Samba further highlighted that the lockdown in particular has increased cases gender based violence and other sexual violations as the community continued spending time together.

“Alcohol, drug and substance use and abuse have also significantly increased among LGBT people as most try to run away from the realities in their life.”

Samba said they have since been working on strengthening support for counsellors to assist clients with virtual service provision as well as facilitate them to conduct home visits where necessary to conduct sessions.

“Galz put in place dedicated hotlines for all its sites for community to reach to the organisation’s staff round the clock and get access to services,” Samba said.

According to a 2016 study by Galz titled the Law in Zimbabwe and the LGBTI community it notes that the marginalisation of the gay community has the potential to limit their access to timely and appropriate health care.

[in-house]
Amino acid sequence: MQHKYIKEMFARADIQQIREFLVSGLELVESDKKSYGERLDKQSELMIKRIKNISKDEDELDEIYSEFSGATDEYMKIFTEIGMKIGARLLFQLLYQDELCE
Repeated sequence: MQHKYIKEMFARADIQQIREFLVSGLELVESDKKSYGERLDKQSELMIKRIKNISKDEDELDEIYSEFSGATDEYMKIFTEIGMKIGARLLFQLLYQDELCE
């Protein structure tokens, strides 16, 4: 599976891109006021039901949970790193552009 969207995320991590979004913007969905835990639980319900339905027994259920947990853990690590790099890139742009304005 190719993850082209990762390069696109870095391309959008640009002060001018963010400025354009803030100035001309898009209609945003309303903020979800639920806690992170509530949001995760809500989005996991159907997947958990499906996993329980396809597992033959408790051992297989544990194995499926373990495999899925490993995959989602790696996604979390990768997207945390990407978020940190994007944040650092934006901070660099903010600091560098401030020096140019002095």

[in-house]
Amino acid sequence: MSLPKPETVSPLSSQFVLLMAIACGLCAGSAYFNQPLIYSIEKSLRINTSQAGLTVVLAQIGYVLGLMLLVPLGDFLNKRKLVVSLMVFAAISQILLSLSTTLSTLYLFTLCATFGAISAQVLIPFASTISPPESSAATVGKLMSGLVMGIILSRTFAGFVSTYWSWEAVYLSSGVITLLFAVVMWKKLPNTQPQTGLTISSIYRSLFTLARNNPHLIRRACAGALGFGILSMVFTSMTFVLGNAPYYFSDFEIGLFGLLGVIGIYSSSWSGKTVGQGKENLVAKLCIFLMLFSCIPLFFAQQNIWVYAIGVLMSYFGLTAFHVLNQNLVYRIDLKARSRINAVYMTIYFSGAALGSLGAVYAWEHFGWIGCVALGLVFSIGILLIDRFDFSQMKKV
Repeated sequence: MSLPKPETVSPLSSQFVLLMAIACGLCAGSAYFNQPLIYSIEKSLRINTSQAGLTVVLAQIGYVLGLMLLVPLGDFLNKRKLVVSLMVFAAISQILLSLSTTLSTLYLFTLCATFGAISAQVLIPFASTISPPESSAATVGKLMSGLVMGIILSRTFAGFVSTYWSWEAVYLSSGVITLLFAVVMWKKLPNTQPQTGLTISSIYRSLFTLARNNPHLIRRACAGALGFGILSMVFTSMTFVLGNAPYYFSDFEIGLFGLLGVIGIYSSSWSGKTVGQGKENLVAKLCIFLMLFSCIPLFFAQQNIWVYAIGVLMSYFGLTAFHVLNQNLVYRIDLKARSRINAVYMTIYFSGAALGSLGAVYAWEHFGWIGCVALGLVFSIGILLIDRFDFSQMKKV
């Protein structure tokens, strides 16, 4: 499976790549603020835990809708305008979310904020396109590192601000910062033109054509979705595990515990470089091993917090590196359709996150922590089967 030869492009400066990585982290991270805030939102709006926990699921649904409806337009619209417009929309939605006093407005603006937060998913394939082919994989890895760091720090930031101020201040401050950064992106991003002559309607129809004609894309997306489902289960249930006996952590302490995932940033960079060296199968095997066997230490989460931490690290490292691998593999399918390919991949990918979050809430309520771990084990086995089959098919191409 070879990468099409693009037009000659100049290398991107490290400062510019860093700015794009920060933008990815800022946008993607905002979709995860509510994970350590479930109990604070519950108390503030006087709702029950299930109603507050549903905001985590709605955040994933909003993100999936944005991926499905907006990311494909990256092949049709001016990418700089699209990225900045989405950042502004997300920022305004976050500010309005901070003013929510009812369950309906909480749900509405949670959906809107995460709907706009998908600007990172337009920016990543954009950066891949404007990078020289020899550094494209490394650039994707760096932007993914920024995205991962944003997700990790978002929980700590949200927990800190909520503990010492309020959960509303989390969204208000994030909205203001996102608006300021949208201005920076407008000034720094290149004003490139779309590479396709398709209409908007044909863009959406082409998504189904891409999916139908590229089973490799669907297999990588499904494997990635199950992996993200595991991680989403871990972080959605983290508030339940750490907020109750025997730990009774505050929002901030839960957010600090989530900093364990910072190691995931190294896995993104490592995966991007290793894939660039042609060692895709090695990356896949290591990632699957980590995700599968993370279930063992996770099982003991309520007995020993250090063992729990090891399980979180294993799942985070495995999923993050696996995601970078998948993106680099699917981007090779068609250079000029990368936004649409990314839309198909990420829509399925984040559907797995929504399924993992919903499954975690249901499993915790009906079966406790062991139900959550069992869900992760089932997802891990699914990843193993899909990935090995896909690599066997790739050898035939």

“It (marginalisation) also limits the potential or the dissemination of information that is pertinent to their health and welfare. Such information is currently being distributed using underground networks which have the potential to distort the information and exclude some people who are not privy to it,” reads the study in part.

The Zimbabwean Constitution now also includes a corpus of Economic Social and Cultural rights, to which the LGBTI community like all other persons living in Zimbabwe, are entitled.

Chief amongst these with respect to the LGBTI community is the Right to Health Care.  Section 76 notes that the right to health care is essential for one to fully enjoy their right to health.

Parliamentary Portfolio Committee chairperson on Health and Child Care Ruth Labode recently indicated that government has not totally ignored gays, health wise as they have been catered for under the key population bracket.

“…We are can’t ignore gays and say they don’t exist that is why there was an initiative to ensure that they are covered in all health services just like everybody else.

“On the other hand as government, one of the initiatives was to have the Ministry of Health train the nursing staff  on how to manage gays health issues such that for example if a patient comes with anal warts the nurse won’t be surprised how that happened,” Labode said.

Jeffrey Muvundusi is a journalist working for Daily News in Zimbabwe. This article follows GL media training on Reporting SRHR in Zimbabwe. This article is part of the GL News Service, Gender and COVID -19 news series.